Whatever rationalizations and arguments are made in defense of or in opposition to abortion, the days, weeks, and trimesters in pregnancy whiz by. Given the uncertainties associated with late-term abortions, I think a woman should decisively resolve her position on abortion apart from and before becoming pregnant, with or without her consent. Of course I agree with the axiomatic premise that a woman has a right to her own body, but it’s disingenuous to deny that there is a point of time in the gestation process when there is a sentient human being in her body. The hypothetical question, “When does a baby become a human being?” is irrelevant: human parents do not conceive gold fish or elephants.
Following are excerpts from the United States Code 1531.
A] Any physician who knowingly performs a partial-birth abortion and thereby kills a human fetus shall be fined under this title or imprisoned not more than two years, or both. This subsection does not apply to a partial-birth abortion that is necessary to save the mother whose life is endangered by a physical illness, or physical injury, including a life-endangering physical condition caused or arising from the pregnancy itself.
B] …the person performing the abortion deliberately and intentionally vaginally delivers a living fetus until, in the case of a head-first presentation or, in the case of a breech presentation, any part of the fetal trunk past the navel is outside the body of the mother, for the purpose of performing an overt act, that the person knows will kill the partially delivered living fetus…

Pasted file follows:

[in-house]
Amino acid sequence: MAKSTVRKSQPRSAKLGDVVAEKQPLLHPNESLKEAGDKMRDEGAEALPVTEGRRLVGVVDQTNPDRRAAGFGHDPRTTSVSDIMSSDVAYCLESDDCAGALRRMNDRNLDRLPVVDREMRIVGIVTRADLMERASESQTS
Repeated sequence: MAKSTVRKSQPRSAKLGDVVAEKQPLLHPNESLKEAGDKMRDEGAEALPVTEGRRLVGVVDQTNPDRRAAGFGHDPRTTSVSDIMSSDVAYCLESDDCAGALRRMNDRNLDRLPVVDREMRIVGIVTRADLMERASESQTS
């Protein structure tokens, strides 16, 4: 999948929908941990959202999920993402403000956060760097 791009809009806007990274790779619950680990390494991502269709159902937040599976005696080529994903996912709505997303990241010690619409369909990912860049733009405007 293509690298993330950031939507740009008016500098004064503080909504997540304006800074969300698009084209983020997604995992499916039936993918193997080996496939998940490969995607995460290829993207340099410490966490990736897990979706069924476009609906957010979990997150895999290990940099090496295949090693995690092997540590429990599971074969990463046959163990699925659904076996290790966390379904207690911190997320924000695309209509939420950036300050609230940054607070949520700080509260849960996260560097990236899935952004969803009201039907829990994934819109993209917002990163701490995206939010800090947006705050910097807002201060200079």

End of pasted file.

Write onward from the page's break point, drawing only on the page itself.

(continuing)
[I believe the mother is key to solving problems inherent to induced abortion. I also believe that when she becomes aware that she is pregnant but wants an abortion, her best action is to get an abortion as soon as she possibly can for the good of both the baby and herself. My suggestion is based on the fact that the baby is incapable of experiencing pain in the first semester. That is not so in late-term abortions. The later an abortion, the more likely are abortive complications.
I suppose I over-identify with other people, including mothers and unborn children. But there is something profoundly disturbing about late-term abortion. I’m haunted by the thought that the last if not only feeling a baby may experiences in its fleeting lifespan may be the pain of abortion.]
Please note: Of course this article is simplistic when juxtaposed to the knowledge and opinions of fine gynecologists and obstetricians. But it is not guided by partisanship. I categorically think that abortion should not be sullied by politics.